Let me start with a clear statement of the premise of this post: the political behavior of both politicians and we the people has become downright abysmal, and it threatens our future.

Start with the politicians. We have members of Congress who cannot bring themselves to acknowledge that President Obama is constitutionally qualified to be president. Literally cannot get the words to come out of their mouths. Others who cannot bring themselves to rebuke Rep. Wilson for his unambiguous violation of the House code of conduct. Still others who cannot bring themselves to rebuke Rep. Grayson for his characterization of Republican healthcare plans as, “don’t get sick” – and if you do, “die quickly.” We have Sarah Palin out there fanning the “death panels” flames. We have Rep. Franks declaring that our president is “an enemy of humanity” who has “no place in any station of government.”

Why is this? This is done because it sells tickets, i.e., it generates political support and votes. It’s good for business among the political set. Does anyone of serious mind actually doubt the president’s constitutional qualifications?  Or that that Wilson, Grayson, Palin or Frank were out of line? Have you ever heard anyone express support for these politicians’ actions who isn’t also ideologically aligned with them? You have not. Ideological blinders are an absolute prerequisite to seeing these any of these actions as justified, or intellectually honest, or in any way creditable.

And, that’s where we the people come in. We buy this stuff. We soak it up. We love it. If you are an obscure South Carolina or Florida congressman or a small state governor or whoever, this stuff works. It works politically. You get more donations. You get bigger tiny crowds at your appearances. You get more votes. In the end, you get re-elected.

Where does all of this lead us? To the state of affairs in Congress today. Congress, particularly the House of Representatives, is among the most disdained and reviled institutions in the land. Various polls show an overall approval rating of Congress in the mid twenties percent range. If you or I set out with boundless determination to ruin our reputations, it would take a miracle to earn the disgust of so many.

We are caught in an ever-worsening feedback loop. Politicians on the right disconnect further and further from reality, become more and more willing to abandon all reasonable standards of discourse — and are rewarded with money and votes from an increasingly marginalized right wing electorate. And in turn: Politicians on the left disconnect further and further from reality, become more and more willing to abandon all reasonable standards of discourse — and are rewarded with money and votes from the left wing electorate. (I omit “increasingly marginalized” for the left wing only because it is in the ascendancy now; five years ago, it would have been reversed, and it will reverse again.)

Here is why this matters. There are real issues to be confronted by our government. We live in times which require thoughtful, forward-thinking, fresh, creative and wise leadership. But we punish those who are thoughtful, forward-thinking, fresh, creative and wise. We are left with a big bunch of losers, play-acting at being “Congressmen” and “Congresswomen.” I cringe to think that this generation in Congress will be the ones to decide how to handle healthcare policy, or energy policy, or environmental policy, or economic policy, or fiscal policy, or any other important policy. Frankly, I would cringe equally whether it was Pelosi or Boehner with a 256 – 177 majority and the task of crafting the thoughtful, forward-thinking, fresh, creative and wise legislation these issues demand.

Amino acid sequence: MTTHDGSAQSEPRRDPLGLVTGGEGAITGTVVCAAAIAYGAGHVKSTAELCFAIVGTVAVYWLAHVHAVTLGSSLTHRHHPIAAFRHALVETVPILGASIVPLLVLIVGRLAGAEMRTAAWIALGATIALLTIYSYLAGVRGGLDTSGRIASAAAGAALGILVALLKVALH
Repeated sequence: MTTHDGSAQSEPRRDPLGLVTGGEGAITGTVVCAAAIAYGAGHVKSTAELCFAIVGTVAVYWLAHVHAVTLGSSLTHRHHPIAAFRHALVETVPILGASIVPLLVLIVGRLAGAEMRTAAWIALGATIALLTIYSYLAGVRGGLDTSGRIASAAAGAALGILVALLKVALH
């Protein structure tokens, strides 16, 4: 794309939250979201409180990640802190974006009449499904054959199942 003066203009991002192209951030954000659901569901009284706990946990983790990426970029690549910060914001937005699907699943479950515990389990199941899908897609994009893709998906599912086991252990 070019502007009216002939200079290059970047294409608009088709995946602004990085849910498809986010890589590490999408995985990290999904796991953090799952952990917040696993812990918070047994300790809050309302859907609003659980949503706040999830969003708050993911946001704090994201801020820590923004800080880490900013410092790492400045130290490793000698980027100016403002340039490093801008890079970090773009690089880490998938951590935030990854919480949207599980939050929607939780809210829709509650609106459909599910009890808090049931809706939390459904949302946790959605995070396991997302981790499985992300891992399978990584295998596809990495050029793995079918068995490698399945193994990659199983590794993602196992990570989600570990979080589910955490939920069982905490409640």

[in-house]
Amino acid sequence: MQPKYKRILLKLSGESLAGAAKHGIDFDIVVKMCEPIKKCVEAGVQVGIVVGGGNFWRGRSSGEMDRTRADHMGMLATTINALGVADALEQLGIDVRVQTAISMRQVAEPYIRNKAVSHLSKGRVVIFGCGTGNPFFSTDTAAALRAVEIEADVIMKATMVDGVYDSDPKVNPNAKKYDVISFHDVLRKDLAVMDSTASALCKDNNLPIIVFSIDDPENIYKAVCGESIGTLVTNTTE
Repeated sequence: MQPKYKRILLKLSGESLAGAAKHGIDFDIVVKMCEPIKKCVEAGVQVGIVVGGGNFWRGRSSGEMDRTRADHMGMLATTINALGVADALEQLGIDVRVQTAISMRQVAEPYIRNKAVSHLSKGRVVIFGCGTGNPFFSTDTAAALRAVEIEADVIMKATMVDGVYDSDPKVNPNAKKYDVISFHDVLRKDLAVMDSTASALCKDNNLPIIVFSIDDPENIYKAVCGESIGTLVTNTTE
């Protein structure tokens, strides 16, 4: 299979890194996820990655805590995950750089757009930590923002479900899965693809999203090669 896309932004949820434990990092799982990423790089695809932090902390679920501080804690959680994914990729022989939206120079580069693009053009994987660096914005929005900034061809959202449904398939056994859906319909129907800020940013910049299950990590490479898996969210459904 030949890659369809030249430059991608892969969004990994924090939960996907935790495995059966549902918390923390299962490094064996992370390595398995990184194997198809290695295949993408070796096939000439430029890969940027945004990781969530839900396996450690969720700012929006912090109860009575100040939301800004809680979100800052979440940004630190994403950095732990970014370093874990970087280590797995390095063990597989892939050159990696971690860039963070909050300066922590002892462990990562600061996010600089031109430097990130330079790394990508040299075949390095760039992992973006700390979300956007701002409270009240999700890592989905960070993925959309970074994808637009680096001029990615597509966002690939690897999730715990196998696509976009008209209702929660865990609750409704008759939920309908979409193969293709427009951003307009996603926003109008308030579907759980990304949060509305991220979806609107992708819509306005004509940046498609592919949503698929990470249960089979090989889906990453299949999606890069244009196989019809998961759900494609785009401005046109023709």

Just remember, though: it is not their fault. We voted for them. We sought out and got exactly the kind of rhetoric-filled, ideologically blinded Congress we wanted. Good luck with that, America.


Sen. Gregg has withdrawn his name for consideration as Secretary of Commerce, citing “irresolvable conflicts” with the Obama administration. And I don’t think anyone out there would describe the stimulus package’s path through Congress as a smooth one. Why is Obama having all this trouble?

There is the obvious reason: the establishment Washingtonians are not ready to disarm from twenty years of sharp-elbowed partisanship. Nancy Pelosi has been exploiting the Obama victory to push a left wing agenda which rivals anything from the Lyndon Johnson years. John Boehner and Mitch McConnell are perfectly content to veer hard to the right, capitalizing on any minority party’s luxury of not having to govern, and acting as if the current crisis somehow results from the past eight years being not enough Bush-ish.

Into this viper pit comes President Obama, hopefully (naively?) believing that his election victory, seen by him as a national outpouring of sentiment for a new political sensibility, will somehow crack these hardboiled eggs. He offers up a plan rich in both Republican and Democratic plums; in his view, he started with the bipartisan compromise. He checked disingenuity at the door. And the hyenas came howling from both sides.

No wonder the ride is bumpy.

Then there is a second reason for the turbulence, a far more terrifying reason. Maybe he is wrong. Even the most die-hard Obama supporters surely must gulp in anxious worry about the sheeer magnitude of this plan. He showed up at the poker tournament, and on the very first hand went all-in on a huge pot… using all of our retirement money. And this time, there is no mini-cam looking up through the table. I can’t tell if he’s holding pocket aces, or nine / deuce off suit. He is making a huge gamble, and the markets know it. International economies know it. And whether we supported or opposed his candidacy, we all know it too.

No wonder the ride is bumpy.